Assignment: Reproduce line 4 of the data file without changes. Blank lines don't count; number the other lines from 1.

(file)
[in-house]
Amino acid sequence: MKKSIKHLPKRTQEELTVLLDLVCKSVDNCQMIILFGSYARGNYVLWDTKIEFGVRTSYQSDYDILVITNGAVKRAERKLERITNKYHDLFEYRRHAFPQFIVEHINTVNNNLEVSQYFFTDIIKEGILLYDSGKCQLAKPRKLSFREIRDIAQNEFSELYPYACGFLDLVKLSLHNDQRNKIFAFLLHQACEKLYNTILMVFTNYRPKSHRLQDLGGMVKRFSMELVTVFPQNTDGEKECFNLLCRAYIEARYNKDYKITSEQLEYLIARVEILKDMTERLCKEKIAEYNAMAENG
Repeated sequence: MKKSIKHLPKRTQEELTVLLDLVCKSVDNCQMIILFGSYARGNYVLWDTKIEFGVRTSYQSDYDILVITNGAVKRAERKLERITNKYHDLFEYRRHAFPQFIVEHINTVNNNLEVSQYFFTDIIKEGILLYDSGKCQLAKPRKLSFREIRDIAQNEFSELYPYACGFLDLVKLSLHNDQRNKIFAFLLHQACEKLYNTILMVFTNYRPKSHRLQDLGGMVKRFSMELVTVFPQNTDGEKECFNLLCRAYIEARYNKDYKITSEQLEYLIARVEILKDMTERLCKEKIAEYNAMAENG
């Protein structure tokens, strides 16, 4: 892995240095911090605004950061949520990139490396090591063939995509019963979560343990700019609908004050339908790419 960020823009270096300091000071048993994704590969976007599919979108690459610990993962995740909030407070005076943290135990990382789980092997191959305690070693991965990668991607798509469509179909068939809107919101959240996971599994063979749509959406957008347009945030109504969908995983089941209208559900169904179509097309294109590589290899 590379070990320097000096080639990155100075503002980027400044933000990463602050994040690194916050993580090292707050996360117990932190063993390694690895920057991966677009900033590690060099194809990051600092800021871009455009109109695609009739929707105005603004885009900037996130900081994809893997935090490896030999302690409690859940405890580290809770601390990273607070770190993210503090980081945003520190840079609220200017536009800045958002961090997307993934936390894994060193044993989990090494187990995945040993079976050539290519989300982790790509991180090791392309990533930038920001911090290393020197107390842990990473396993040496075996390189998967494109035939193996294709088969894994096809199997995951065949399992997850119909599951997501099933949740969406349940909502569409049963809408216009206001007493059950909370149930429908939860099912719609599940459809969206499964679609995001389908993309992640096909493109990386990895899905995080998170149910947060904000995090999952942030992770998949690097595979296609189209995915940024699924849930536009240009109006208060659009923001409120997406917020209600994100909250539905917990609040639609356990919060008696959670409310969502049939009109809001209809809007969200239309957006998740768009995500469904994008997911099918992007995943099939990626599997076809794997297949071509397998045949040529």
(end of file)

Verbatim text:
């Protein structure tokens, strides 16, 4: 892995240095911090605004950061949520990139490396090591063939995509019963979560343990700019609908004050339908790419 960020823009270096300091000071048993994704590969976007599919979108690459610990993962995740909030407070005076943290135990990382789980092997191959305690070693991965990668991607798509469509179909068939809107919101959240996971599994063979749509959406957008347009945030109504969908995983089941209208559900169904179509097309294109590589290899 590379070990320097000096080639990155100075503002980027400044933000990463602050994040690194916050993580090292707050996360117990932190063993390694690895920057991966677009900033590690060099194809990051600092800021871009455009109109695609009739929707105005603004885009900037996130900081994809893997935090490896030999302690409690859940405890580290809770601390990273607070770190993210503090980081945003520190840079609220200017536009800045958002961090997307993934936390894994060193044993989990090494187990995945040993079976050539290519989300982790790509991180090791392309990533930038920001911090290393020197107390842990990473396993040496075996390189998967494109035939193996294709088969894994096809199997995951065949399992997850119909599951997501099933949740969406349940909502569409049963809408216009206001007493059950909370149930429908939860099912719609599940459809969206499964679609995001389908993309992640096909493109990386990895899905995080998170149910947060904000995090999952942030992770998949690097595979296609189209995915940024699924849930536009240009109006208060659009923001409120997406917020209600994100909250539905917990609040639609356990919060008696959670409310969502049939009109809001209809809007969200239309957006998740768009995500469904994008997911099918992007995943099939990626599997076809794997297949071509397998045949040529």